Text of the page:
obtained the new shares.

73. The press release did not come close to telling the real story. In fact, it omitted

material facts surrounding the exchange and conversion that reveal it to be a sham structured to

conceal a below-market-price share issuance to a corporate insider for the sole purpose of

diluting plaintiffs’ equity holdings and further entrenching Lions Gate’s current Board members.

The Sham Transaction was funneled through Kornitzer, a putatively “disinterested securities

holder,” to hide its true nature and effect: the below-market issuance of a massive block of stock

to a corporate insider in a related-party transaction.

74. In reality, the Sham Transaction consisted of three steps, each purportedly carried

out on July 20, 2010—the day after the Standstill Agreement expired.

75. First, Lions Gate and LGEI exchanged Kornitzer’s notes for new, immediately-

convertible notes with a strike price of $6.20 per share, as described above.

15
76. Second, Kornitzer immediately sold his new convertible notes to defendant MHR

Institutional Partners III LP, an investment fund affiliated with defendant Rachesky, a director of

Lions Gate.

77. Third, MHR Institutional Partners III LP exercised the conversion option and was

issued 16,236,305 Lions Gate common shares at a price of $6.20 per share. In effect, the new

shares were issued without shareholder approval to Rachesky, a member of the Board of

Directors.

78. The Sham Transaction had the effect of increasing Rachesky’s holdings in Lion’s

Gate through his various entities from just under 20% to approximately 29%. After the issuance

of the new shares, Rachesky held close to a majority of all shares outstanding that were not

owned by plaintiffs.

79. At the same time, the holdings of all other Lions Gate shareholders—most

notably, plaintiffs—were severely diluted. As a result of the Sham Transaction, plaintiffs’

holdings in Lions Gate were reduced from approximately 37.9% to approximately 33.5%.

80. By enabling Rachesky to convert the new notes into Lions Gate common stock at

a strike price of $6.20—well below the $6.50 that Icahn was offering for shares at the time of the

conversion, and dollars below the $8.85 value announced by the Lions Gate Board only months

before—the Director Defendants wasted the corporate assets of Lions Gate and violated their

fiduciary duty to the company and its shareholders, including plaintiffs.

81. Had the true purpose of this transaction been “deleveraging,” as Lions Gate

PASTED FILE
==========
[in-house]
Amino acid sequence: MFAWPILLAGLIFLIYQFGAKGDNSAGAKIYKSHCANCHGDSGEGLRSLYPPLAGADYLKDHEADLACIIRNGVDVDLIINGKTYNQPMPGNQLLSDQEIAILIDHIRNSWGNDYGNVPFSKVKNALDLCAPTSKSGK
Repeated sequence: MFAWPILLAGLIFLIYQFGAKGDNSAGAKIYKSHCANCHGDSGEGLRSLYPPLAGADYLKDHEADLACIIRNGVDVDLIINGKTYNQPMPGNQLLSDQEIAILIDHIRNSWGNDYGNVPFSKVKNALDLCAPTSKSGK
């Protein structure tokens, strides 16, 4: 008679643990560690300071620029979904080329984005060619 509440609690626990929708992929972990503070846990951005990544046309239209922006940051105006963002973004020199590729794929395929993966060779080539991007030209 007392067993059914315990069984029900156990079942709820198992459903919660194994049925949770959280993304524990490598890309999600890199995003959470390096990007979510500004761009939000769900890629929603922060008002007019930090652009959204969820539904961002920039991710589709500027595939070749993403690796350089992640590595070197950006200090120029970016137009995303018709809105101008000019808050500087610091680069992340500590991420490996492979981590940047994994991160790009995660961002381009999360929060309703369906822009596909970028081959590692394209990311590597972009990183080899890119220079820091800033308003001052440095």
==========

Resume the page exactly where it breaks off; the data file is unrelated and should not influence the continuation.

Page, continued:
publicly claimed, Lions Gate was under a fiduciary obligation to issue the bare minimum number

of shares necessary to retire LGEI’s notes at the current market price. If the “deleveraging” had

been done at the Board’s stated $8.85 value, or at the conversion price of the notes before they

16
were changed to lower their conversion price, or even at the market price of $6.50 on July 20, far

fewer shares would have had to be issued. Instead, Lions Gate issued Rachesky 16,236,306

shares at a conversion price of $6.20 per share—a gratuitous windfall and far more than was

needed for an arms-length fair market transaction. The sole purpose of this windfall was to

further consolidate control in management-friendly hands.

82. Moreover, if defendants had truly been concerned with “deleveraging” Lions

Gate, they could have accomplished that goal by publicly selling stock at market prices, the

proceeds of which could have been used to buy back debt on the open market. There was no

need to enter into a private transaction with a single noteholder, the effect of which was to issue

stock to a corporate insider at a bargain price.

83. In light of this sequence of events, it is apparent that Lions Gate, LGEI, Rachesky,

Kornitzer and others engaged in negotiations and machinations during the Standstill Period to

engineer the ultimate issuance of shares to Rachesky. Specifically, the defendants entered into

agreements and understandings, and engaged in active negotiations, regarding the Sham

Transaction.

84. On information and belief, at some point prior to July 20, 2010, Lions Gate and

Kornitzer reached an understanding that if Kornitzer agreed to the proposed changes to the notes

he held, there was a ready and willing buyer available to purchase the notes for cash—namely,

Rachesky. Kornitzer agreed to the changes as a precondition of the sale to Rachesky. Indeed,

the debt purchase agreement between Kornitzer and Rachesky is dated “as of July 20,” strongly

suggesting that the purchase was negotiated and its terms agreed upon before that date.

85. Kornitzer had no intention to convert the notes into shares during the five-day

conversion window. But the changes—especially the feature of immediate convertibility at a

17
strike price of $6.20—were the lynchpin of Rachesky’s and Lions Gate’s scheme to issue

additional shares to a sympathetic corporate insider at a bargain price in order to dilute plaintiffs’

holdings, frustrate their efforts to obtain representation on the Board of Directors, and further

entrench the existing directors’ positions. Kornitzer was a straw man whose involvement in the

Sham Transaction was designed to obscure the issuance of this massive block of stock to

Rachesky, a corporate insider.

86. Lions Gate’s and LGEI’s actions in connection with the Sham Transaction

breached the Standstill Agreement because, among other things, Lions Gate and LGEI: (a)

entered into an agreement or understanding regarding the issuance of common stock to

Rachesky, a member of the Board of Directors, during the Standstill Period; (b) engaged in

active negotiations regarding the issuance of notes convertible into common stock in excess of

5% of Lions Gate’s then-currently outstanding common stock during the Standstill Period; and